Tackling Extreme Temperatures in Canada

Because of the growing tourism industry in British Columbia, the Cultus Country Resort, 60 miles east of Vancouver, was in need of wastewater treatment. For utilities, water systems and water products company Corix, an opportunity to build and operate a wastewater treatment plant (WWTP) in its native Canada was too good to turn down.

Since Eimco Water Technologies is also interested in the Canadian market, the two Canadian companies started talking. Some of the factors considered in the decision-making process included current and future permit compliance issues, fluctuating loading conditions and treatment capacity.

After considering bids from several vendors, Cultus Country Resort selected Corix and Eimco Water Technologies to install a membrane bioreactor (MBR) system using Kubota submerged membrane equipment. The project is Eimco Water Technologies’ first fully designed Enviroquip MBR System for a WWTP in Canada.

The system was selected for many reasons, said Corix engineer John Sainas.

“In [British Columbia], all developers must complete an environmental study. The environmental study mandates what treatment quality is required, Salinas said. “For this developer, the fact that there were water wells in the area was key in setting low effluent specs: biochemical oxygen demand [less than] 10 mg/L, total suspended solids [less than] 10 mg/L and fecal coliforms [less than] 2.2 CFU/100 ml. While there are other ways to achieve this, membranes are in vogue and their dependability is proven, enabling Corix to make a decision to go with membranes.”

Additionally, because Corix will operate the facility, Sainas added, “It was really our ability to work on an OEM basis with Eimco Water Technologies that was the key. It enables us to make a profit and add value to our delivery.”

The Process

Cultus Country Resort serves summer tourists to British Columbia’s beautiful Cultus Lake. The harsh Canadian winters minimize tourism during the cold season and consequently, the wastewater treatment system design for the resort would have to be flexible enough to handle a range of hydraulic demands.

Using the concept of biohydraulics, the Cultus Country MBR system was designed to exceed biological treatment objectives over the range of expected operating conditions. The resort's WWTP is comprised of two independent process trains that include one anoxic zone and one MBR zone and uses the Storm Master configuration, which offers a cost-effective means of handling storm events that can significantly reduce solids handling costs. With the configuration, the plant is capable of transforming into a sludge thickening system during the low-flow winter months. This capability minimizes hauling requirements and saves the plant thousands of dollars in hauling expenses.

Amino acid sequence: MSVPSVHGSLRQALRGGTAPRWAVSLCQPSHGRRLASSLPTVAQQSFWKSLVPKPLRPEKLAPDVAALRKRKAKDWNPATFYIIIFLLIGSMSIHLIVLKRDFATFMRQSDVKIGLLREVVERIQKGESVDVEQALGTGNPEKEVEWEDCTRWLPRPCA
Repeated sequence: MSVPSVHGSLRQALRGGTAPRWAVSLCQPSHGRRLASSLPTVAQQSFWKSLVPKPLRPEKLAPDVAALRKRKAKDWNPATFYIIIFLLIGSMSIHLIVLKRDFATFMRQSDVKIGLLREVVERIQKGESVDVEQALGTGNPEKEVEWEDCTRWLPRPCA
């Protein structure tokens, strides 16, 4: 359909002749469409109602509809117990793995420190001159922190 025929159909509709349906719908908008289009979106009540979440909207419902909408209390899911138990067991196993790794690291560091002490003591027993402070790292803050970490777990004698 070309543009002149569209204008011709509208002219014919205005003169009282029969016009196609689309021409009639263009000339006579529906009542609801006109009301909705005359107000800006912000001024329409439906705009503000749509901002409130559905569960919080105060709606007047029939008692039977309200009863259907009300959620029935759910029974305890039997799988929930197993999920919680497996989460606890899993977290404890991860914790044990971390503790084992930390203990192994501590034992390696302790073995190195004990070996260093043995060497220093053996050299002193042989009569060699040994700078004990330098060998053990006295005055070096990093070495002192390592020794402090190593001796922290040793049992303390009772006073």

The design is an important feature of the Cultus Country Resort WWTP because it further reduces overall plant operating costs by putting offline membrane capacity to beneficial use. During extremely low flows, one of the process trains is used to treat incoming wastewater while another is used to digest and thicken solids to 3% before further treatment. As flows increase, the plant computer brings all trains online to treat peak flows.

Using Kubota flat-plate submerged membrane units (SMUs), the MBR system is designed to handle average daily flows of approximately 53,000 gal per day (gpd) and can expand to approximately 80,000 gpd with the addition of two more Kubota ES-200s.

The ability to operate the plant manually during times of emergency provides another level of reliability. Unlike many membrane systems that require complex automation and constant adjustments, the plant can be run in a manual mode to protect against power surges, brownouts or a loss of network communications that may temporarily interrupt automation, even with necessary built-in redundancy.

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